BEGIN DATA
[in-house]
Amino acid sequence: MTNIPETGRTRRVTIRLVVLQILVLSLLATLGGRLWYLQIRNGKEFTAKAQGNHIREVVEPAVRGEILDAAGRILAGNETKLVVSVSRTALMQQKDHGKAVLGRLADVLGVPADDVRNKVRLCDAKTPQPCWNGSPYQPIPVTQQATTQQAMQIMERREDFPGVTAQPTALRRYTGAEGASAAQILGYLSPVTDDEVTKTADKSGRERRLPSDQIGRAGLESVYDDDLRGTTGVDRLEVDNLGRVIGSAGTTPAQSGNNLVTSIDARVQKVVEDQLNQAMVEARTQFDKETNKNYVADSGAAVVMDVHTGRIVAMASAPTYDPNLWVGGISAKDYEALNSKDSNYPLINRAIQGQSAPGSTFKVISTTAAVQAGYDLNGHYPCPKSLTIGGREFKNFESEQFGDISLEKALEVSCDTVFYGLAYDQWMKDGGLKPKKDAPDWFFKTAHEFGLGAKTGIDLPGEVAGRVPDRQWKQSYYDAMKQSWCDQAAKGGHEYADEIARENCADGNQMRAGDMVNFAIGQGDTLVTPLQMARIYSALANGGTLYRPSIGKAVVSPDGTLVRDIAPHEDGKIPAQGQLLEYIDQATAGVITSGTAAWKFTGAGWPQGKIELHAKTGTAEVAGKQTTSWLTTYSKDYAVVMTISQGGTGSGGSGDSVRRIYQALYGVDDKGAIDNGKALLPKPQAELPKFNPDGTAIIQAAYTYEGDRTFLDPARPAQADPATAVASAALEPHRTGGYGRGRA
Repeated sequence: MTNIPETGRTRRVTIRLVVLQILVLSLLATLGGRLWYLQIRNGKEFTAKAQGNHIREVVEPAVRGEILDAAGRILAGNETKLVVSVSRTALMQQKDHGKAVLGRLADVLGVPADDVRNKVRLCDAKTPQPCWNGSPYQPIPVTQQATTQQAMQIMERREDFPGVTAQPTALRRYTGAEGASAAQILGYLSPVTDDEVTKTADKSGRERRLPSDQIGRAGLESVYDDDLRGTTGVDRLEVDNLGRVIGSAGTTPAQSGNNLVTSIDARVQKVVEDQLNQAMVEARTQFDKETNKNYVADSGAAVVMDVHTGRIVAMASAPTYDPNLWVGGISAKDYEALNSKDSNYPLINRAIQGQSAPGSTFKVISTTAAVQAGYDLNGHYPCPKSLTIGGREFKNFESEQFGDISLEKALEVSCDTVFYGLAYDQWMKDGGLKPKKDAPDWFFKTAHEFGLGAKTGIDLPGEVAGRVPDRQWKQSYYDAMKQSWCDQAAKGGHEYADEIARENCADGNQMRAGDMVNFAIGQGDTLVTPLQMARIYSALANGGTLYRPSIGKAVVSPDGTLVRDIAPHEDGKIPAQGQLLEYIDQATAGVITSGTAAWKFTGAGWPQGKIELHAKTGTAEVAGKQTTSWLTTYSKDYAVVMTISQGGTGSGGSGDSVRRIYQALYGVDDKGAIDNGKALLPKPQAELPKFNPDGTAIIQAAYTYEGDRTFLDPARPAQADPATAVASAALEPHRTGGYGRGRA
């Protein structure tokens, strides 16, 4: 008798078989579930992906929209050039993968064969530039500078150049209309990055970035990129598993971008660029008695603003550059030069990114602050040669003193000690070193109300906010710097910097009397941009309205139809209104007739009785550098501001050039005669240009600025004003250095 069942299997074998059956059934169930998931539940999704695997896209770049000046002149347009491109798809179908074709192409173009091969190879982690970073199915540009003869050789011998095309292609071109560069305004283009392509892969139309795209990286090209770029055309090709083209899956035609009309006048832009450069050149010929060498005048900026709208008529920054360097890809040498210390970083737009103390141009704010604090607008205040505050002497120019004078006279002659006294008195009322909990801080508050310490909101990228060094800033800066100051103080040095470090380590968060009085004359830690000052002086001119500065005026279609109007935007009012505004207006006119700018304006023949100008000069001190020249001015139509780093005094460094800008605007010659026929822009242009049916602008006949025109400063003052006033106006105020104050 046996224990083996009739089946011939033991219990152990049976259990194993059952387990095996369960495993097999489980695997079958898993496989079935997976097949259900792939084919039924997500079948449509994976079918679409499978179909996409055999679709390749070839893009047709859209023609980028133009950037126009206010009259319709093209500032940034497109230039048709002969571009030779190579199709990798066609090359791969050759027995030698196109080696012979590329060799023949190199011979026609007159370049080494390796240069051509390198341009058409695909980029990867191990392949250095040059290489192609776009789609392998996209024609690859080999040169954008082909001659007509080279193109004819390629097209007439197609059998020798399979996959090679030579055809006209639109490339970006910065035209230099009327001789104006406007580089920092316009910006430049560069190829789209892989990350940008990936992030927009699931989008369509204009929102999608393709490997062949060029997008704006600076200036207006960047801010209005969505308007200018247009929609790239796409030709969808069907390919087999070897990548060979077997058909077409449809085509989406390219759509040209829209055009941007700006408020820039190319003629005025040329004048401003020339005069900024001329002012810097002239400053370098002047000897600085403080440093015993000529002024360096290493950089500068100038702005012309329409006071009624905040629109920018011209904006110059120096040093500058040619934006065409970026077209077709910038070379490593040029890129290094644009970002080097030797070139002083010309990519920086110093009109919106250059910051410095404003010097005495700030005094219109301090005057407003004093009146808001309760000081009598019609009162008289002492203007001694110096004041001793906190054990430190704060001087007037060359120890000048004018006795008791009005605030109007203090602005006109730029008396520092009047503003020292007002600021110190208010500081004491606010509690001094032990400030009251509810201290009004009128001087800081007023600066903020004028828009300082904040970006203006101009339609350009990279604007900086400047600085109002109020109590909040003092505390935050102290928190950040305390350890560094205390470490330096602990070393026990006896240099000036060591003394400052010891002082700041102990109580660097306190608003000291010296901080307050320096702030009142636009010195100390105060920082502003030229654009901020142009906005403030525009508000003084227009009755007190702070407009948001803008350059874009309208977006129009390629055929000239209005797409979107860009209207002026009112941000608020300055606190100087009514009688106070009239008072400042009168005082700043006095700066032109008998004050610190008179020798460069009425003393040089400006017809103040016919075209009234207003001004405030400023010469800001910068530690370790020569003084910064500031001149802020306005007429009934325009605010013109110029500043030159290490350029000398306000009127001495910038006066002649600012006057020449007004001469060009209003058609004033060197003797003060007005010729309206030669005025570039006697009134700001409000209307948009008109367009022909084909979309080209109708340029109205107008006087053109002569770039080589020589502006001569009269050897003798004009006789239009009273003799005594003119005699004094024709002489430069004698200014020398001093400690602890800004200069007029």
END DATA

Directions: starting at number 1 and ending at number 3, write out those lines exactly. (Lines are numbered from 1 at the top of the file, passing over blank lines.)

[in-house]
Amino acid sequence: MTNIPETGRTRRVTIRLVVLQILVLSLLATLGGRLWYLQIRNGKEFTAKAQGNHIREVVEPAVRGEILDAAGRILAGNETKLVVSVSRTALMQQKDHGKAVLGRLADVLGVPADDVRNKVRLCDAKTPQPCWNGSPYQPIPVTQQATTQQAMQIMERREDFPGVTAQPTALRRYTGAEGASAAQILGYLSPVTDDEVTKTADKSGRERRLPSDQIGRAGLESVYDDDLRGTTGVDRLEVDNLGRVIGSAGTTPAQSGNNLVTSIDARVQKVVEDQLNQAMVEARTQFDKETNKNYVADSGAAVVMDVHTGRIVAMASAPTYDPNLWVGGISAKDYEALNSKDSNYPLINRAIQGQSAPGSTFKVISTTAAVQAGYDLNGHYPCPKSLTIGGREFKNFESEQFGDISLEKALEVSCDTVFYGLAYDQWMKDGGLKPKKDAPDWFFKTAHEFGLGAKTGIDLPGEVAGRVPDRQWKQSYYDAMKQSWCDQAAKGGHEYADEIARENCADGNQMRAGDMVNFAIGQGDTLVTPLQMARIYSALANGGTLYRPSIGKAVVSPDGTLVRDIAPHEDGKIPAQGQLLEYIDQATAGVITSGTAAWKFTGAGWPQGKIELHAKTGTAEVAGKQTTSWLTTYSKDYAVVMTISQGGTGSGGSGDSVRRIYQALYGVDDKGAIDNGKALLPKPQAELPKFNPDGTAIIQAAYTYEGDRTFLDPARPAQADPATAVASAALEPHRTGGYGRGRA
Repeated sequence: MTNIPETGRTRRVTIRLVVLQILVLSLLATLGGRLWYLQIRNGKEFTAKAQGNHIREVVEPAVRGEILDAAGRILAGNETKLVVSVSRTALMQQKDHGKAVLGRLADVLGVPADDVRNKVRLCDAKTPQPCWNGSPYQPIPVTQQATTQQAMQIMERREDFPGVTAQPTALRRYTGAEGASAAQILGYLSPVTDDEVTKTADKSGRERRLPSDQIGRAGLESVYDDDLRGTTGVDRLEVDNLGRVIGSAGTTPAQSGNNLVTSIDARVQKVVEDQLNQAMVEARTQFDKETNKNYVADSGAAVVMDVHTGRIVAMASAPTYDPNLWVGGISAKDYEALNSKDSNYPLINRAIQGQSAPGSTFKVISTTAAVQAGYDLNGHYPCPKSLTIGGREFKNFESEQFGDISLEKALEVSCDTVFYGLAYDQWMKDGGLKPKKDAPDWFFKTAHEFGLGAKTGIDLPGEVAGRVPDRQWKQSYYDAMKQSWCDQAAKGGHEYADEIARENCADGNQMRAGDMVNFAIGQGDTLVTPLQMARIYSALANGGTLYRPSIGKAVVSPDGTLVRDIAPHEDGKIPAQGQLLEYIDQATAGVITSGTAAWKFTGAGWPQGKIELHAKTGTAEVAGKQTTSWLTTYSKDYAVVMTISQGGTGSGGSGDSVRRIYQALYGVDDKGAIDNGKALLPKPQAELPKFNPDGTAIIQAAYTYEGDRTFLDPARPAQADPATAVASAALEPHRTGGYGRGRA